Print report in an Excel Format (1 Viewer)

access2010

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Hello, can I print a Ms Access 2003 report in an Excel Format?

Thank you.
Crystal
 

plog

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Layout it out that way in the report:

Field1Name | Field2Name | Field3Name | ...
___________________________________
Field1Value | Field2alue | Field3Value | ...
___________________________________
Field1Value | Field2alue | Field3Value | ...
___________________________________
Field1Value | Field2alue | Field3Value | ...
...
 

isladogs

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Display the data in datasheet format which looks similar to an Excel worksheet.
 

theDBguy

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Hi Crystal. In case you don't want to modify the report or create a new one, you could consider exporting the report into Excel and then print it from there. Just a thought...
 

access2010

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isladogs, isladogs and theDBguy

Thank you for your suggestions which we will try.

In the past Many, Many, Many +, years we could supply the Government With Paper Reports, but now we have been requested to send them the same reports previously sent in an Electronic format and preferable in Excel.

Do we have to be careful about the creation of these new Excel Reports as we prefer to create them perfectly the first time.

Any magic words of wisdom for this new venture?

Thank you,
Crystal
 

Pat Hartman

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The "export to Excel" feature of Access is (and always has been) unsatisfactory to the point of being useless so, you just have to roll your own. If a simple list will suffice, then just use TransferSpreadsheet with column headings. If you want something fancier, you will need to use OLE automation or export to an Excel template and then use OLE to force the formatting macro to run. It really depends on whether you prefer to code the formatting in Access or in Excel. I generally use Access but since my Excel VBA is poor, I frequently export the data and open excel and turn on the macro recorder. After I have done all the formatting, I take the code generated by the macro recorder and bring it back into Access. Usually object references have to be adjusted because you are manipulating the cells from the perspective of Access rather than Excel but the changes are simple. The simplest solution, if the client will accept it is to print the report as a pdf. That retains all the formatting and doesn't require any coding.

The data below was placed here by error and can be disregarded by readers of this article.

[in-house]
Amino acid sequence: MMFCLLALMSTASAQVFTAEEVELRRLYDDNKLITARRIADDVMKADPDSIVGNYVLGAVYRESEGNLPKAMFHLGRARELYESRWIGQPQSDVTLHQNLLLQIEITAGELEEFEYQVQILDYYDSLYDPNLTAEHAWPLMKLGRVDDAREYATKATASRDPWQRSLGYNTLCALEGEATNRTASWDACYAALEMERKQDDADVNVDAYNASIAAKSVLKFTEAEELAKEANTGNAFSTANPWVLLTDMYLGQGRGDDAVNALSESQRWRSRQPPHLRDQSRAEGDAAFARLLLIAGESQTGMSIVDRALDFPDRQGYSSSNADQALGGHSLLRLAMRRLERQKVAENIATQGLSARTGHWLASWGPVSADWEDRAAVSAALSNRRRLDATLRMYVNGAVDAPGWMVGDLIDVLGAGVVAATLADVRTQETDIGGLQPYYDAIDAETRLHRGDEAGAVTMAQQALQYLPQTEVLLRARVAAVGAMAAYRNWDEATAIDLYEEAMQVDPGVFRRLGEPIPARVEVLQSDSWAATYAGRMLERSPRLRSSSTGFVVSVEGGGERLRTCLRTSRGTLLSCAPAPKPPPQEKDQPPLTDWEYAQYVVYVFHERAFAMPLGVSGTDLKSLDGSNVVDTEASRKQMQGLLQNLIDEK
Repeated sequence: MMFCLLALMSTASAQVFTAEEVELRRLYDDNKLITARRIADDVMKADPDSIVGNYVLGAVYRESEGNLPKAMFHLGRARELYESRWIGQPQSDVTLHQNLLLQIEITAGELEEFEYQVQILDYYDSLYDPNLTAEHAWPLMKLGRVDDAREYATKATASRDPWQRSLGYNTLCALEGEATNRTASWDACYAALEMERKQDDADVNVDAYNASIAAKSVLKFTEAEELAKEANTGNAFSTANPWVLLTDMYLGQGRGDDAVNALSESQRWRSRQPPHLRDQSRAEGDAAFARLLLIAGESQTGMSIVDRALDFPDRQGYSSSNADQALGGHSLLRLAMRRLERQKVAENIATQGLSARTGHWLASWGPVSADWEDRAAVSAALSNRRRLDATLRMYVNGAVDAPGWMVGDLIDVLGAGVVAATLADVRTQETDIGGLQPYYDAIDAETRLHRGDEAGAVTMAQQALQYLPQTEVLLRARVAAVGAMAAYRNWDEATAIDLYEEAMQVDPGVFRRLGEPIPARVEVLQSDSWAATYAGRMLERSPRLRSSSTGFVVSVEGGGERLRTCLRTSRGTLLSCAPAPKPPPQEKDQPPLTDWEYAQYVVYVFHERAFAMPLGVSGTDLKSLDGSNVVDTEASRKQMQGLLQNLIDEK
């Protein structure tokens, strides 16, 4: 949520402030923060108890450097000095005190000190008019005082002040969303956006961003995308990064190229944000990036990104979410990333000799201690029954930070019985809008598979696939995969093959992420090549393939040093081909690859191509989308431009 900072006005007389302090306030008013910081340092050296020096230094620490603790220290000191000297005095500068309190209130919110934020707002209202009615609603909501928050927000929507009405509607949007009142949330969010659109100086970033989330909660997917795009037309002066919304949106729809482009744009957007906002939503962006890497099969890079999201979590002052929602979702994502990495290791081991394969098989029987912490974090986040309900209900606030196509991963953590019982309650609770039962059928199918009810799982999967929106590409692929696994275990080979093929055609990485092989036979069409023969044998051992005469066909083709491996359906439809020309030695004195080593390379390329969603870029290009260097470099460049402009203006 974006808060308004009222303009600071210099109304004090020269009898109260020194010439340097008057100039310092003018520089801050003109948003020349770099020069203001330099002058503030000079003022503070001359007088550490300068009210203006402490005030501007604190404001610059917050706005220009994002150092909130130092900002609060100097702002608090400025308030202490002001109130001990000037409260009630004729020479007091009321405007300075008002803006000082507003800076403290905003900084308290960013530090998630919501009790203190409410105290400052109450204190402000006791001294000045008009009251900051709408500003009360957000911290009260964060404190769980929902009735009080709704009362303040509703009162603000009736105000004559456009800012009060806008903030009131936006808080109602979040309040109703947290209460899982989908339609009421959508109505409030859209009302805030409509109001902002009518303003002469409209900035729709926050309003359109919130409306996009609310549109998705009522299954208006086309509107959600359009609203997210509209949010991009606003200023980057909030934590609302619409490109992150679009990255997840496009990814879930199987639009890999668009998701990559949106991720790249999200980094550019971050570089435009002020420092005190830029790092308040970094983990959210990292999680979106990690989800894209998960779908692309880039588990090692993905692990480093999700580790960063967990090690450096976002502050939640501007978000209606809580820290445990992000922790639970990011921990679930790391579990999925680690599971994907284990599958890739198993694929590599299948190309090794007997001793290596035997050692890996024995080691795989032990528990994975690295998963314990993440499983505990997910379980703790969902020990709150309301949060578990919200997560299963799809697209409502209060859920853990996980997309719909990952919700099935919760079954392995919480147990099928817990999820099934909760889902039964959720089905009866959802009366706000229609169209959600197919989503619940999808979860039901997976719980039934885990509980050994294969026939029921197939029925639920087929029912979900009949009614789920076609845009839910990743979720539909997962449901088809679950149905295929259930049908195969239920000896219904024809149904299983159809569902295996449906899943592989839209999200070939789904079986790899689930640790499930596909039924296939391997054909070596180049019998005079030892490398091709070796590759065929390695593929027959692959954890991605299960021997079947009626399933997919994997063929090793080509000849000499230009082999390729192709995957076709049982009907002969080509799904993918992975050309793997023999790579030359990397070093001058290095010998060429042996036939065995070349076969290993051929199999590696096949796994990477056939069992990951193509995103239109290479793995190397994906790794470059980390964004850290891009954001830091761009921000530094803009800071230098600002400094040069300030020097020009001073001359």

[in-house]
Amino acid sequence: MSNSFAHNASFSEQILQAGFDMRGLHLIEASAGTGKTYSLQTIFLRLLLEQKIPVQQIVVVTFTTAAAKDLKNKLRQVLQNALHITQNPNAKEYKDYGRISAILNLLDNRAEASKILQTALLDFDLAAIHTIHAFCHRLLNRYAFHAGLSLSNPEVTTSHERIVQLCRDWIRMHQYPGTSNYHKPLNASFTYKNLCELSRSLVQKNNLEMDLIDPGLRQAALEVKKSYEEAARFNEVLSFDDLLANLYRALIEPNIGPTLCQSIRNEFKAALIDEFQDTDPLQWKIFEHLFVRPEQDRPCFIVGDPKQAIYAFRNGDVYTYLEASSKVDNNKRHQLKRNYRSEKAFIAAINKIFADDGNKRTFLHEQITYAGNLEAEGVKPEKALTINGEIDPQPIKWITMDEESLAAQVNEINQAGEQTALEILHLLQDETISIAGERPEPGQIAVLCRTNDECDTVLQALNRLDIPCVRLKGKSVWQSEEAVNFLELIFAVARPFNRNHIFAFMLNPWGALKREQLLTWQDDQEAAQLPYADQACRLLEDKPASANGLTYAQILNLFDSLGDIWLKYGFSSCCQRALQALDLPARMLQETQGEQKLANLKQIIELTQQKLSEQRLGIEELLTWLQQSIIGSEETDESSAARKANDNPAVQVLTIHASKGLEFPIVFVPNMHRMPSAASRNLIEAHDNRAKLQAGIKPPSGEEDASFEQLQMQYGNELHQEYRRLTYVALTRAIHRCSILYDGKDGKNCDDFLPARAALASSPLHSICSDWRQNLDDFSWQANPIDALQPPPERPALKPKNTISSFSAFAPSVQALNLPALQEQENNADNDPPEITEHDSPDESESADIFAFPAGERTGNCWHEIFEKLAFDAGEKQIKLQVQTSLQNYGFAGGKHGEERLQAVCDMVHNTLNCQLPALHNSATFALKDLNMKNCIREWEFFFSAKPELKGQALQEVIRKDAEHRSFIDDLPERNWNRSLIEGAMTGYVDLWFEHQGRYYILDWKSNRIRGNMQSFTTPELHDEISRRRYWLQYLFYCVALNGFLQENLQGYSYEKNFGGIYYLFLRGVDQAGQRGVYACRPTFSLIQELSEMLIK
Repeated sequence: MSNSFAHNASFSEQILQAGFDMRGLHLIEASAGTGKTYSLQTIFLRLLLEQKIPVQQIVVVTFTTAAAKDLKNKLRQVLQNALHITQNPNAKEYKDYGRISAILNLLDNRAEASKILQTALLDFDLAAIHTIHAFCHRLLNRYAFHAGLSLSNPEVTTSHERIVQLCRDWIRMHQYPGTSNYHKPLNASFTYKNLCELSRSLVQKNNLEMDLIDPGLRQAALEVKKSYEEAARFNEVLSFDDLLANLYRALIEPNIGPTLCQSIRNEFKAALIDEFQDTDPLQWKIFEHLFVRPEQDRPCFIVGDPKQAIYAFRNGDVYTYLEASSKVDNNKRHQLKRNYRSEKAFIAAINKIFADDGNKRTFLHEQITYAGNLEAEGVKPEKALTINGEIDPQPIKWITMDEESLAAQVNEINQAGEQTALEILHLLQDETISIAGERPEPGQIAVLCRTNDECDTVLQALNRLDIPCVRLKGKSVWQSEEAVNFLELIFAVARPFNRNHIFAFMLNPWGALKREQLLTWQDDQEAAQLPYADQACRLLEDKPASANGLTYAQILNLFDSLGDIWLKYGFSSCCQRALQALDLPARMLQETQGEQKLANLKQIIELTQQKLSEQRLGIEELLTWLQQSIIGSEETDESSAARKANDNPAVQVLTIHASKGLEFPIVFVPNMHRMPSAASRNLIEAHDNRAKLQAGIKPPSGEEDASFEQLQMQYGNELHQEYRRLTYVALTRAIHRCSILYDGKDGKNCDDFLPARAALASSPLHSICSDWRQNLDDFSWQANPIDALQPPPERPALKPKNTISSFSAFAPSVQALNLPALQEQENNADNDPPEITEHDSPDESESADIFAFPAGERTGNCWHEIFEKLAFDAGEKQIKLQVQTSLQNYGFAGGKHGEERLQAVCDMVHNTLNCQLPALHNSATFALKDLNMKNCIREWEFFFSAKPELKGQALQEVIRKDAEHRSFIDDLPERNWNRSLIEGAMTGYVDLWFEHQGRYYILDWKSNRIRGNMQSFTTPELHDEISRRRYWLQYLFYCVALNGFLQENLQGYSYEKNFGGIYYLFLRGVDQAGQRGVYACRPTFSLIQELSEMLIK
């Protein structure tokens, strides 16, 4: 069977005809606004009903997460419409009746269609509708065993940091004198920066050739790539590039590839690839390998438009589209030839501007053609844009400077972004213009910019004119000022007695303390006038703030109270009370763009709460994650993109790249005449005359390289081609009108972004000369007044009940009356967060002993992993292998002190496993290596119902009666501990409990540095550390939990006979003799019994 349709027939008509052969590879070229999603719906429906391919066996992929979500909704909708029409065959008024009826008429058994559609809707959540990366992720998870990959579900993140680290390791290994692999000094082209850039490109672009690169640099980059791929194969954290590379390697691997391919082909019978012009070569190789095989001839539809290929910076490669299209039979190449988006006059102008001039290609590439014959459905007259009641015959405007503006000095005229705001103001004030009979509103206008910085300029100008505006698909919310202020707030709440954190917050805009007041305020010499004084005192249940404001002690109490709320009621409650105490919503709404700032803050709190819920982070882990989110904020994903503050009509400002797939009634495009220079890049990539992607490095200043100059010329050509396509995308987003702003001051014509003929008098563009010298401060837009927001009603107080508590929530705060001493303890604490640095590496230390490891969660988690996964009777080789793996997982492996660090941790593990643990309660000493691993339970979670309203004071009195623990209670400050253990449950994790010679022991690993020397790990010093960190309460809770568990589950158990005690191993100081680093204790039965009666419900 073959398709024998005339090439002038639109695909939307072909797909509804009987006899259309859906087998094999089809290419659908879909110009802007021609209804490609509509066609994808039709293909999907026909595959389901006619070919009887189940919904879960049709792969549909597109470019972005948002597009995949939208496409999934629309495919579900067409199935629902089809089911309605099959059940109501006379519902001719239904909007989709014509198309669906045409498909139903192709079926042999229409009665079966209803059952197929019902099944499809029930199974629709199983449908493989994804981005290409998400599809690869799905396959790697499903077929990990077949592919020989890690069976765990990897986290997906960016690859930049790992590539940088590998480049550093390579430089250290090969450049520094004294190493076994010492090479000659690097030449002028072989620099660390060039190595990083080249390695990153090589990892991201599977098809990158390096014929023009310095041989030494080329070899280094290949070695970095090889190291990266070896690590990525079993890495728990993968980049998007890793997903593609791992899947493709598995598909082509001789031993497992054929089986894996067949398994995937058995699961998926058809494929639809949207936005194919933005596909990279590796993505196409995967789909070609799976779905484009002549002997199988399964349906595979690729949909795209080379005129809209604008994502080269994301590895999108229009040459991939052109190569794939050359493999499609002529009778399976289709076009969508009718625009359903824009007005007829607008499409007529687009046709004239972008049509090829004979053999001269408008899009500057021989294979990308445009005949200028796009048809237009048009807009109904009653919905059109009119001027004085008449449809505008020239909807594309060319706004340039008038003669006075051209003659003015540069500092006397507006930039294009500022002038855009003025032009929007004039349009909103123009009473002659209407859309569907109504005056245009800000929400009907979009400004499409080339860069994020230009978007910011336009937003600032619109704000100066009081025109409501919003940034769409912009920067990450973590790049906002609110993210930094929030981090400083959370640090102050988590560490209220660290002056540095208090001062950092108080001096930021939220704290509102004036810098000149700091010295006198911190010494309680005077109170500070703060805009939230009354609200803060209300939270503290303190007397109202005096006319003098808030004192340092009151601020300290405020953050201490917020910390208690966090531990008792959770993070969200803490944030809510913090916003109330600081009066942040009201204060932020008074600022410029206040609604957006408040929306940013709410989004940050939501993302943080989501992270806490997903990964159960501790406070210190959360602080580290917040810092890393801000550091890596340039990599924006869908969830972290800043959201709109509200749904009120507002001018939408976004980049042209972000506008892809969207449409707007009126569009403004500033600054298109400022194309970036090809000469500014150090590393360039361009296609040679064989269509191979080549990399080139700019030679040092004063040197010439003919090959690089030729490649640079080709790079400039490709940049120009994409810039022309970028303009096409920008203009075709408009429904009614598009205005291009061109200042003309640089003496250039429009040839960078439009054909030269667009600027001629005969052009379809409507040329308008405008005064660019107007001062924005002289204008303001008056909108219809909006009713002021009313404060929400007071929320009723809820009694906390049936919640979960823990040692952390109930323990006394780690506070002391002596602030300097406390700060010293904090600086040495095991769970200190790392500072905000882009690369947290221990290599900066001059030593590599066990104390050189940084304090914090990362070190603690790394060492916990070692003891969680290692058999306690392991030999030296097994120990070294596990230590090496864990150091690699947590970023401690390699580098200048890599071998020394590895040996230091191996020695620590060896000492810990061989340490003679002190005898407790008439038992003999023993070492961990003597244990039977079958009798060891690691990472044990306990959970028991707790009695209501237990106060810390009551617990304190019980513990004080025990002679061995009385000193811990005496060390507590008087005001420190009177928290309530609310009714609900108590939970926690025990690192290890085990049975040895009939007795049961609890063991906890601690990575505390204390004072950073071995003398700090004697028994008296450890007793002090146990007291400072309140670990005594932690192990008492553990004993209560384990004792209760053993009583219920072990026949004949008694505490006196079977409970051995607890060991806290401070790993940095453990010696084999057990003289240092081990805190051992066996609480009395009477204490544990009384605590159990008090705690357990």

access2010

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Pat Hartman (2020_Jan_14)
We will start working on your suggestion.

Thank you.
Nicole.
 

sxschech

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If using vba, for excel export, another option is to use a query or sql statement and then copyfromrecordset. This will paste all the data at once into excel and you can specify the start location - such as B5 rather than A1.

Example below tells it to be pasted into row 3 col 1.
Code:
.Cells(3, 1).CopyFromRecordset rs
 

access2010

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sxschech and June7

Thank you both for your suggestions which we are experimenting with.

Nicole
 

zeroaccess

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Very simple report might export to Excel nicely but exporting query might be simpler.
Yes - I export queries using the Export to Excel macro function and it works better than the transferspreadsheet VBA method. Maybe it's something I was doing wrong, but I couldn't get the VBA method to export the data with lookup values. It only exported the raw data, so all my names/items just had ID values and it was useless. It also keeps adding more sheets to the same Excel workbook each time you run it, so I gave up and stuck with the macro. Something to try.
 

June7

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This is another reason why building lookup fields in tables is a bad idea - they cause confusion. If you want the lookup values then build query that joins tables and pulls in descriptive info from lookup table. Export that query. http://access.mvps.org/Access/lookupfields.htm
 
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